Regulation of human oligodendrocyte progenitor fate by transcription factors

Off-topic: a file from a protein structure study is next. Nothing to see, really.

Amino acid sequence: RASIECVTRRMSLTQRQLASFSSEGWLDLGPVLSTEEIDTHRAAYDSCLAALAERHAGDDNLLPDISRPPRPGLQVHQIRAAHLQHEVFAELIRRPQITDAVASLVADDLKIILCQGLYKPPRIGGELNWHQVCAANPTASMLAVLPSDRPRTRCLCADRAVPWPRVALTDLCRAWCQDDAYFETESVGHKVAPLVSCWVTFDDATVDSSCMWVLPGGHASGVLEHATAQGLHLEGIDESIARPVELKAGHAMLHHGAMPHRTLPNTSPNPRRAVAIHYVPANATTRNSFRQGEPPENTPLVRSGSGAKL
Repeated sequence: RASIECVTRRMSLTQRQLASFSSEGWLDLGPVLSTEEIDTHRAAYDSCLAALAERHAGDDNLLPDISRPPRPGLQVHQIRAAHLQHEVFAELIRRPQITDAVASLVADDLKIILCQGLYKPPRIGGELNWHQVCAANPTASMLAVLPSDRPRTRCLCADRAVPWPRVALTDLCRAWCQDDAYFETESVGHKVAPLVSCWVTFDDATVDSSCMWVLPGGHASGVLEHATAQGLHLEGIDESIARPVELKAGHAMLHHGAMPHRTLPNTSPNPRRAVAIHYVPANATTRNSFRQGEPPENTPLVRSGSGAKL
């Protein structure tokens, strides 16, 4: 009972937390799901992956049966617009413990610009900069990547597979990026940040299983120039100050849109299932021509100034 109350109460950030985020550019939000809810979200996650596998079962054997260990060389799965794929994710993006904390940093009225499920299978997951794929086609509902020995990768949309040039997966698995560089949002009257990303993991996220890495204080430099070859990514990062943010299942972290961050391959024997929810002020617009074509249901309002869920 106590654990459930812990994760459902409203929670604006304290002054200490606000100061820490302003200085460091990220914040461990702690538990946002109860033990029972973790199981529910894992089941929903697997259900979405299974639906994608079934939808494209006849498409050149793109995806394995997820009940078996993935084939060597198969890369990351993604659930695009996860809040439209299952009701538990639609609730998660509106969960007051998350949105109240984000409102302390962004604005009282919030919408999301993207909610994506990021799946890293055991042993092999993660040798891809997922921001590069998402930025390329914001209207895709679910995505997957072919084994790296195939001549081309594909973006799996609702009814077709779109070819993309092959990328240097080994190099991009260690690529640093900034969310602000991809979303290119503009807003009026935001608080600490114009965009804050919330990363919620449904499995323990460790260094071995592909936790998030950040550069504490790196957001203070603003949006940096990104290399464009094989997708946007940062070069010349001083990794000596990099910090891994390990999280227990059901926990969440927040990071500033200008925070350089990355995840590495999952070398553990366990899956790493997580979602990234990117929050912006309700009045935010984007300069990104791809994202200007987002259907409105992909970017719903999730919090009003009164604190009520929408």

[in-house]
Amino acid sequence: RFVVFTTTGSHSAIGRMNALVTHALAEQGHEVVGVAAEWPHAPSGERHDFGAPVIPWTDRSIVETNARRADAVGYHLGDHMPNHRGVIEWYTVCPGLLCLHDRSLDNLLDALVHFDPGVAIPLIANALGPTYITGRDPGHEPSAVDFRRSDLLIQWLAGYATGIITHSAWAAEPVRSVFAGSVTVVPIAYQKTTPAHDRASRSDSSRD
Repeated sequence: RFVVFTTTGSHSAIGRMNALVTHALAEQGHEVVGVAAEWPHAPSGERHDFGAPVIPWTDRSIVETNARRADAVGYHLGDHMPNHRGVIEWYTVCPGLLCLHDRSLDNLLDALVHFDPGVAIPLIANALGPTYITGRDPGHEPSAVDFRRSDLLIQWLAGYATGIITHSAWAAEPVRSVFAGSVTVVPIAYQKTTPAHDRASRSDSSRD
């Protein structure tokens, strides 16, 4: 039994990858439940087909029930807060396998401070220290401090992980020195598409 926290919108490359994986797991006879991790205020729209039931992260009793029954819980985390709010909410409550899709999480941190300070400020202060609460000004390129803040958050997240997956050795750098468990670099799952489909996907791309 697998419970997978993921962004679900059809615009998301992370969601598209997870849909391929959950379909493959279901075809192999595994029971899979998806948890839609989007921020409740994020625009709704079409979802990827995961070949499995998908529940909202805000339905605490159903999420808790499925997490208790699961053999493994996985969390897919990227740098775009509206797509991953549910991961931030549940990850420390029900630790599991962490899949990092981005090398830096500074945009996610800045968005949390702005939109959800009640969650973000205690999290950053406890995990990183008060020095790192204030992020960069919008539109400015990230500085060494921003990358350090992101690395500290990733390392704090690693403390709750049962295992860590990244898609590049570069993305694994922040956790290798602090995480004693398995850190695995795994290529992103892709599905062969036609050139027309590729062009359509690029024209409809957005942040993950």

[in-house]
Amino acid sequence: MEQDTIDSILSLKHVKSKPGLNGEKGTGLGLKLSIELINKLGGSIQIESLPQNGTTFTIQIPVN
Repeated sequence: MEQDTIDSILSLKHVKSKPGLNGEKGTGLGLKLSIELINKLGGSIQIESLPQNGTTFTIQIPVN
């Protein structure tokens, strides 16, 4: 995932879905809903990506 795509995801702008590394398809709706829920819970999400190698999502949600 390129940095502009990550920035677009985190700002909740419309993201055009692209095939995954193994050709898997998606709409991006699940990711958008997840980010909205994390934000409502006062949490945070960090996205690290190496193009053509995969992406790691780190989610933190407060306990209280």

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Human oligodendrocyte progenitor cell (OPC) specification and differentiation occurs slowly and limits the potential for cell-based treatment of demyelinating disease. To unveil the transcriptional regulation of OPC fate commitment from neural stem/progenitor cell (NPC), we first performed a series of studies to purify primary human NPCs and OPCs. In chapter 3 , we investigated the potential overlap of NPC and OPC surface antigens using multicolor fluorescence-activated cell sorting (FACS) for CD133/PROM1, A2B5, and CD140a/PDGFRα antigens. We found that, firstly, A2B5 could not be used with CD133 to purify fetal human OPCs. Secondly, CD133 + CD140a - cells lacked the capacity to generate oligodendrocytes but were highly enriched for neurosphere initiating cells and were multipotent. Thirdly, both CD133 + CD140a + and CD133 - CD140a+ cells were OLIG2-expressing OPCs capable of oligodendrocyte differentiation, but formed neurospheres with lower efficiency and were largely restricted to glial fate. Finally, further gene expression analysis confirmed the stem cell nature of CD133 + CD140a - cells and the glia progenitor nature of D133 + CD140a + and CD133 - CD140a + cells. In chapter 4 , we identified 8 OPC-specific transcription factors and tested the hypothesis that over-expressing individual OPC-specific transcription factor would accomplish OPC fate specification from the NPCs. We over-expressed each transcription factor in NPCs via lentivirus and examined OPC marker expression, the proliferation and differentiation ability of induced OPCs in vitro and in vivo. Among all the transcription factors tested, ASCL1, SOX10, and NKX2.2 was sufficient to induce Sox10 enhancer activity, OPC marker mRNA and protein expression. However, only the transcriptome of SOX10-infected NPCs was induced to a human OPC-like gene expression signature. Furthermore, only SOX10 promoted oligodendrocyte commitment, and did so at quantitatively equivalent levels to native OPCs. In xenografts of shiverer/rag2 animals, SOX10 increased the rate of mature oligodendrocyte differentiation and axon ensheathment. Thus, SOX10 appears to be the principle and rate-limiting regulator of myelinogenic fate from human NPCs. Chapter 5 focuses on another human OPC-specific transcription factor PRRX1, which was identified in chapter 4. Compared to other well studied transcription factors, very little is known for the role of PRRX1 in OPCs. Therefore, we performed both in vitro and in vivo studies to examine whether PRRX1 regulates human OPC migration, proliferation and differentiation. Our preliminary studies suggested that in vitro over-expression of PRRX1a or 1b inhibited OPC migration in the transwell assay. Additionally, knocking down PRRX1 expression slightly increased OPC migration. Specifically, PRRX1 decreased primary human OPC proliferation after 24 hours BrdU treatment. Both PRRX1a and 1b promoted OPC differentiation to O4 + immature oligodendrocytes, without affecting astrocyte generation. In xenografts of shiverer/rag2 animals, human OPCs over-expressing PRRX1a exhibited significantly less rostral-dorsal migration than the mCherry control, which is consistent with the in vitro result. Further studies concerning cell differentiation and earlier time points of xenografts will be evaluated in the near future.